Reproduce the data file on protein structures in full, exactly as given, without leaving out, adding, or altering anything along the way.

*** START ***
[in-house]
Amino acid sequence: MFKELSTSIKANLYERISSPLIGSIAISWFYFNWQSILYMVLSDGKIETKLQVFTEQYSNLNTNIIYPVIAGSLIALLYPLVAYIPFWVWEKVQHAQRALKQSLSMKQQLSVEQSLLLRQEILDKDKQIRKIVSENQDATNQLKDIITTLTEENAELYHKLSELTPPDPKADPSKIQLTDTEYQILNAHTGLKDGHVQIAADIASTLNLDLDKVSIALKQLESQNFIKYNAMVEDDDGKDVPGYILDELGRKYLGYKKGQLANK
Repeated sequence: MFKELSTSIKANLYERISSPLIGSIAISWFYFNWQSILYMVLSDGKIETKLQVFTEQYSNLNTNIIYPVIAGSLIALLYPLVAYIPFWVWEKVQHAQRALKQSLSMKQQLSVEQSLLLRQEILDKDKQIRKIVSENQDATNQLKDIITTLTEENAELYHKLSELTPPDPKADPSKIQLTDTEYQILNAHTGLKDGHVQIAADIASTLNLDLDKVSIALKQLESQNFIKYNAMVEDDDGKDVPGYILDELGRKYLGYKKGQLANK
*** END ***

[in-house]
Amino acid sequence: MFKELSTSIKANLYERISSPLIGSIAISWFYFNWQSILYMVLSDGKIETKLQVFTEQYSNLNTNIIYPVIAGSLIALLYPLVAYIPFWVWEKVQHAQRALKQSLSMKQQLSVEQSLLLRQEILDKDKQIRKIVSENQDATNQLKDIITTLTEENAELYHKLSELTPPDPKADPSKIQLTDTEYQILNAHTGLKDGHVQIAADIASTLNLDLDKVSIALKQLESQNFIKYNAMVEDDDGKDVPGYILDELGRKYLGYKKGQLANK
Repeated sequence: MFKELSTSIKANLYERISSPLIGSIAISWFYFNWQSILYMVLSDGKIETKLQVFTEQYSNLNTNIIYPVIAGSLIALLYPLVAYIPFWVWEKVQHAQRALKQSLSMKQQLSVEQSLLLRQEILDKDKQIRKIVSENQDATNQLKDIITTLTEENAELYHKLSELTPPDPKADPSKIQLTDTEYQILNAHTGLKDGHVQIAADIASTLNLDLDKVSIALKQLESQNFIKYNAMVEDDDGKDVPGYILDELGRKYLGYKKGQLANK